September 22, 2015
The B-1/B-2 visitor visa is for people traveling to the United States temporarily for business (B-1) or for pleasure or medical treatment (B-2). Generally, the B-1 visa is for travelers consulting with business associates, attending scientific, educational, professional or business conventions/conferences, settling an estate or negotiating contracts. The B-2 visa is for travel that is recreational in nature, including tourism, visits with friends or relatives, medical treatment and activities of a fraternal, social or service nature. Often, the B-1 and B-2 visas are combined and issued as one visa: the B-1/B-2.
If you apply for a B-1/B-2 visa, you must demonstrate to a consular officer that you qualify for a U.S. visa in accordance with the U.S. Immigration and Nationality Act (INA). Section 214(b) of the INA presumes that every B-1/B-2 applicant is an intending immigrant. You must overcome this legal presumption by showing:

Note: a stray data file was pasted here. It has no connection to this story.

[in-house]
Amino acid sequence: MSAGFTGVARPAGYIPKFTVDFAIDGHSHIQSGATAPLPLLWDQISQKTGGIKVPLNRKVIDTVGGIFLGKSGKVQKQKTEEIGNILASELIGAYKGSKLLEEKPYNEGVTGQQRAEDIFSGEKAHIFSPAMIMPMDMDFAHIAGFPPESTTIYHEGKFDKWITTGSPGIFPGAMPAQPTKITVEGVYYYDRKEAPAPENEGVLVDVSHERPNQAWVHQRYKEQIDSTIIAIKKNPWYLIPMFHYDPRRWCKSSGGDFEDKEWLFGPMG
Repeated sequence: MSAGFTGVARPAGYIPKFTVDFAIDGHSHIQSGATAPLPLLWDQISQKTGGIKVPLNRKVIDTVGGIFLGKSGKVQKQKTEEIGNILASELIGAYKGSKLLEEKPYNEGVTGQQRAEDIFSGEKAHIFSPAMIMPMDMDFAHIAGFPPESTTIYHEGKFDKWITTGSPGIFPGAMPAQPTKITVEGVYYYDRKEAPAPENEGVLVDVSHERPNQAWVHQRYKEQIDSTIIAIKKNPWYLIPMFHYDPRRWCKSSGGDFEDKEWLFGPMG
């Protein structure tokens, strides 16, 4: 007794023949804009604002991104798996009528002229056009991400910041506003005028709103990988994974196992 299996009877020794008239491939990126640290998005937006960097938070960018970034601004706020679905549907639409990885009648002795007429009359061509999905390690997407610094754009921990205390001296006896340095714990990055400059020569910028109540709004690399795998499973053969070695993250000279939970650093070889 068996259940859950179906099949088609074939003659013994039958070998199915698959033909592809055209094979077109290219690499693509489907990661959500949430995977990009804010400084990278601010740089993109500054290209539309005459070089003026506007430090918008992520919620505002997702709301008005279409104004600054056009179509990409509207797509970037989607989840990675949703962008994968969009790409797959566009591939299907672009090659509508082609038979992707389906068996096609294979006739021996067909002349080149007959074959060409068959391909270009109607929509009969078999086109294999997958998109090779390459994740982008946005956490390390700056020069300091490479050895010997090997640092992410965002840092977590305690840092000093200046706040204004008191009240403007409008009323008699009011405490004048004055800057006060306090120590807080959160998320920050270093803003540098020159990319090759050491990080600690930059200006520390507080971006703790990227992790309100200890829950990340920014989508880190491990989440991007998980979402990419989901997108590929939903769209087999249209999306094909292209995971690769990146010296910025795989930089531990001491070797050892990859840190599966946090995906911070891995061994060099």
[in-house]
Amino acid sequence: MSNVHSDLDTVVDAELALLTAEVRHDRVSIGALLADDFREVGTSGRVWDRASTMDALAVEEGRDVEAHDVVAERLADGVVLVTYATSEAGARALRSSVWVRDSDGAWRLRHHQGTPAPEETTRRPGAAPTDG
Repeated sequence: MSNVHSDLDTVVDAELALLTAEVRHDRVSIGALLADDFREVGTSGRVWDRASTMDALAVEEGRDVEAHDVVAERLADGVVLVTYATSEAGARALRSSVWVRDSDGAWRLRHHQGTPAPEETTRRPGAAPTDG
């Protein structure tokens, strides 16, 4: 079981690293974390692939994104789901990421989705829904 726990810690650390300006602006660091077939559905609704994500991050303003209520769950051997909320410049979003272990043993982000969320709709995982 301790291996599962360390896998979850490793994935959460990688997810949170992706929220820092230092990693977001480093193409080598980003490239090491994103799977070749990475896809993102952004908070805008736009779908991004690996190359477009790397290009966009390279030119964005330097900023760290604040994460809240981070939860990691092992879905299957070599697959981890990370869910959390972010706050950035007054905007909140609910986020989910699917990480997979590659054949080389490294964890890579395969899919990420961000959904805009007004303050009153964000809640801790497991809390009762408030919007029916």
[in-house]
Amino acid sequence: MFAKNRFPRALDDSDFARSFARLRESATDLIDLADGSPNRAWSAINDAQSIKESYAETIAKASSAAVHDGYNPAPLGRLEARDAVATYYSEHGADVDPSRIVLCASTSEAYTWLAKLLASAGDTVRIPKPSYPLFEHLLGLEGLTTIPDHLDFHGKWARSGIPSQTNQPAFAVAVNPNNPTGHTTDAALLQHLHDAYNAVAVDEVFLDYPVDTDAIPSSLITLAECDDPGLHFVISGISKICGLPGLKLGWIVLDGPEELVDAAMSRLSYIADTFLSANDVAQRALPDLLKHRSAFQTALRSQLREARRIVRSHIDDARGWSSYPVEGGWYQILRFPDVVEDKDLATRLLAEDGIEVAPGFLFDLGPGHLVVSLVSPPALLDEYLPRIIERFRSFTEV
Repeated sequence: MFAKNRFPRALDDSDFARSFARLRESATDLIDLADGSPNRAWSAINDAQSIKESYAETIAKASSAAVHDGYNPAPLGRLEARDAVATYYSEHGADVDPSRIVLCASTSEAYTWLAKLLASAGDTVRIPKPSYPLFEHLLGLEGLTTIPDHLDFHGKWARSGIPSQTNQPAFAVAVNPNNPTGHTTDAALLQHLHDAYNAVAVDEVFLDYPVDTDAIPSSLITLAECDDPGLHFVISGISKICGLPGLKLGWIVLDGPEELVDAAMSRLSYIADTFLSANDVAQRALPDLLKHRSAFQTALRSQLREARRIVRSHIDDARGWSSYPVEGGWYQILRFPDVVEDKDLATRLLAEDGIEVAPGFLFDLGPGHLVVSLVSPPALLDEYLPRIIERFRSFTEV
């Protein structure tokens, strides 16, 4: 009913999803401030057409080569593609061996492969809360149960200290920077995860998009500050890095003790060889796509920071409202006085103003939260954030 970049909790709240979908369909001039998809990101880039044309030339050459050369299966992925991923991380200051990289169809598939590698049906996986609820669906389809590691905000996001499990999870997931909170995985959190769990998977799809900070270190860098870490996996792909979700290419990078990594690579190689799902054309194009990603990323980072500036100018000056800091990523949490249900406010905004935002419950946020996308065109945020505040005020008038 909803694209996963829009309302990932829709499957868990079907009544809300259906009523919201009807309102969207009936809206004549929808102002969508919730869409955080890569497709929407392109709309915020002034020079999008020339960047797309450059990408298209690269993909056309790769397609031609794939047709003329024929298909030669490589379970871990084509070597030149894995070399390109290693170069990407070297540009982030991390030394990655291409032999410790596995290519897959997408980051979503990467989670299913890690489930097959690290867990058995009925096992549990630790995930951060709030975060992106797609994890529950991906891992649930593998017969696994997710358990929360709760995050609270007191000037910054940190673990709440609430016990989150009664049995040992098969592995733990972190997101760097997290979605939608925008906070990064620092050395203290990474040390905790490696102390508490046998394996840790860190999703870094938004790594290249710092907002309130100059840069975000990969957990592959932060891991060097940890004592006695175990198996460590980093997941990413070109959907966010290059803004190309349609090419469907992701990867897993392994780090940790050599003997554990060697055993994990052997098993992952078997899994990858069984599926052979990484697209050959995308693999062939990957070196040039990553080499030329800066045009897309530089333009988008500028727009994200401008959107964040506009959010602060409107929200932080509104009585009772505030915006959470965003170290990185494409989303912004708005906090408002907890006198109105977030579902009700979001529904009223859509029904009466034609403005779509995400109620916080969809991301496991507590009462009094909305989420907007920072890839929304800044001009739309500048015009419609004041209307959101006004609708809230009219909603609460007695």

- That the purpose of your trip to the U .S. is for a temporary visit, such as business, pleasure, or medical treatment
- That you plan to remain in the U.S. for a specific, limited period of time
- Evidence of funds to cover your expenses while in the United States
- That you have a residence outside the U.S., as well as other binding social or economic ties, that will ensure your return abroad at the end of your visit